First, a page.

While the two organizations may seem to be in apparent ideological conflict regarding the extent to which COVID-19 may affect the economy, much of the final result will again depend on the response of the community and governments to contain the threat quickly.

Most growth metrics maintain that if the threat subsides, Bangladesh will see a jump in growth in the coming year. For example, the International Monetary Fund (IMF) predicts a record 9.5% growth in the coming year.[9] However there is valid skepticism regarding this.

The rationalization of the development budget in the face of the pandemic is a clear indication that growth will be lower than targets.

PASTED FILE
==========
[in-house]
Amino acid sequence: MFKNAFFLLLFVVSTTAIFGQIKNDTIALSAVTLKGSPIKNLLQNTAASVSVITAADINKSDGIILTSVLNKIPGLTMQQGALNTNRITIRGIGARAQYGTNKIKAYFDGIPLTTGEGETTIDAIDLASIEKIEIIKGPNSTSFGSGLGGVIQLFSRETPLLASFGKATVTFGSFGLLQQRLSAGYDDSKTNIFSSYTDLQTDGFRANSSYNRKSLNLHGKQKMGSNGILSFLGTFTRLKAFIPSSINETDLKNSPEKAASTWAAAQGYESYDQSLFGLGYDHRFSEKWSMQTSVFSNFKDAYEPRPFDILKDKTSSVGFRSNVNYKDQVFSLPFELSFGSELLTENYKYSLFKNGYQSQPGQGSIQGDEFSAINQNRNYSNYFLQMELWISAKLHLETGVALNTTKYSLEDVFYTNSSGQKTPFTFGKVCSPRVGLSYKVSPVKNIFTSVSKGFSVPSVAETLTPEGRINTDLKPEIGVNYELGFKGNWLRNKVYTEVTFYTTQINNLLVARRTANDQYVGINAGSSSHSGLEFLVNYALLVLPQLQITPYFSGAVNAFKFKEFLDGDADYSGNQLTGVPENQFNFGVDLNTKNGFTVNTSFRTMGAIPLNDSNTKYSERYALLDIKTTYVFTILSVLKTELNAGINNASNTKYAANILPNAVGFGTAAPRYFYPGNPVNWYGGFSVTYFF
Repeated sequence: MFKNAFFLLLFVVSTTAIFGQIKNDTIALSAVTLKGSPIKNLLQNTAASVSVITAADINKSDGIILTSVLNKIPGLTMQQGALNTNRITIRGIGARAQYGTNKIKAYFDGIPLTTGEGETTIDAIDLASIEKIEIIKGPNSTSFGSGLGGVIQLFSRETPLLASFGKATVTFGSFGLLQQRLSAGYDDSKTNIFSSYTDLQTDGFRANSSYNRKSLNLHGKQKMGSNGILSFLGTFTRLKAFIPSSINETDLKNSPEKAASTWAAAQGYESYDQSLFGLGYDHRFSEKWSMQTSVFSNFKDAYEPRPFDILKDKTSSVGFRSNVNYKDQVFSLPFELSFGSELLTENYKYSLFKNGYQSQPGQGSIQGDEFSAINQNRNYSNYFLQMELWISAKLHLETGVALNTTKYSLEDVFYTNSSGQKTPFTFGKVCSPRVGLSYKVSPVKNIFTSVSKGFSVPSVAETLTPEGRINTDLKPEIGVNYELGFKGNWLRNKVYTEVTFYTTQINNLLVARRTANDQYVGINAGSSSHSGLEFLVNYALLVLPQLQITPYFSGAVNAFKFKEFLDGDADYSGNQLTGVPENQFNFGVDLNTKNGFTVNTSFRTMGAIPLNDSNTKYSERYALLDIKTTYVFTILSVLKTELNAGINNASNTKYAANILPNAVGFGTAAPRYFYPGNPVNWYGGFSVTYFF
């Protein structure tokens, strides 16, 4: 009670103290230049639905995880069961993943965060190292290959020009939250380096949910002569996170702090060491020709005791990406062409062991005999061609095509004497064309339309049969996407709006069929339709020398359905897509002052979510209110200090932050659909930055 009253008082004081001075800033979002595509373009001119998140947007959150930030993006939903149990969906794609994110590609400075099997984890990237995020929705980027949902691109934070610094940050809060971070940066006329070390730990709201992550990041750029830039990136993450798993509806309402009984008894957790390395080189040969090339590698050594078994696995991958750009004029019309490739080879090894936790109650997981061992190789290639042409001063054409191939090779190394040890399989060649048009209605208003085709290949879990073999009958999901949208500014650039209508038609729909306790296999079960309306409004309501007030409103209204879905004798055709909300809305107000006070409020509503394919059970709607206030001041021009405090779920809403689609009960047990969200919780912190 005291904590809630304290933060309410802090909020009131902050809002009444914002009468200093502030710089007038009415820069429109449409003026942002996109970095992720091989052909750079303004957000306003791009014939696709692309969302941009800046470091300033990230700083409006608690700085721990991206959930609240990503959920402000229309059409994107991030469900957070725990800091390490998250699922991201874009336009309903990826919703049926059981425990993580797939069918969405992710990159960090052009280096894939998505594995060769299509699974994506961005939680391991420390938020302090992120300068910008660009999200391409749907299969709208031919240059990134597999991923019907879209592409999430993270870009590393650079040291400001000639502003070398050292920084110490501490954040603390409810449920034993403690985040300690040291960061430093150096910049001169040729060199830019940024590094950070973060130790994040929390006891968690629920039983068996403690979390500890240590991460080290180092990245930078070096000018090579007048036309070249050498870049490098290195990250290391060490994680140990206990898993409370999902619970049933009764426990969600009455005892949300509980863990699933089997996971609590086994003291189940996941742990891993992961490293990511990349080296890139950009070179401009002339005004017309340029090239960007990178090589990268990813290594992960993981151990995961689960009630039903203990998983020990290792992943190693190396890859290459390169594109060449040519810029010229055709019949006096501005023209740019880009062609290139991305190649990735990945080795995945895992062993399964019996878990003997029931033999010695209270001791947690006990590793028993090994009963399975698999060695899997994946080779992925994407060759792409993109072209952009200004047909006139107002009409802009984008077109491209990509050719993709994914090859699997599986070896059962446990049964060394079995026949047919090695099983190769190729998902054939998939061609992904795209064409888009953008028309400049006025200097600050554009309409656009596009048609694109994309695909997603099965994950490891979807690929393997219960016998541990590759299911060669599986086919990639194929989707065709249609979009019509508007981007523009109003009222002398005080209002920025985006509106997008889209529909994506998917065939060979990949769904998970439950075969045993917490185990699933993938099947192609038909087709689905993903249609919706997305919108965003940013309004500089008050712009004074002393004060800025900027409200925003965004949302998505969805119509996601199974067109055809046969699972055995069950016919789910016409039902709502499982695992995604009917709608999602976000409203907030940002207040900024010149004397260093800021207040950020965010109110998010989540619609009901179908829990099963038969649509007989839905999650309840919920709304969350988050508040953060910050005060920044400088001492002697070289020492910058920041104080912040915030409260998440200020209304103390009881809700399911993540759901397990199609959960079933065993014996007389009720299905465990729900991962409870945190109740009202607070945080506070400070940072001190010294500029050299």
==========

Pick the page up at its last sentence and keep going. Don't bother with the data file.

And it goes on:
Given the low regional growth that is forecasted by both ADB and EIU, policy makers would do well to go forward with prudence in mind. Given the already significant losses incurred by RMG, the rampant job losses due to mandated closures, and the yet-to-be fully mobilized stimulus package, the priority must go towards immediate containment through strict monitoring and regulation of possible violations.

It will also be crucial for the government to formalize the details of the stimulus package through publicly available documentation in order to allow businesses to easily avail and benefit from it.

Sartaz Zahir, Trainee Consultant at LightCastle Partners, has prepared the write-up. For further clarifications, contact here: [email protected]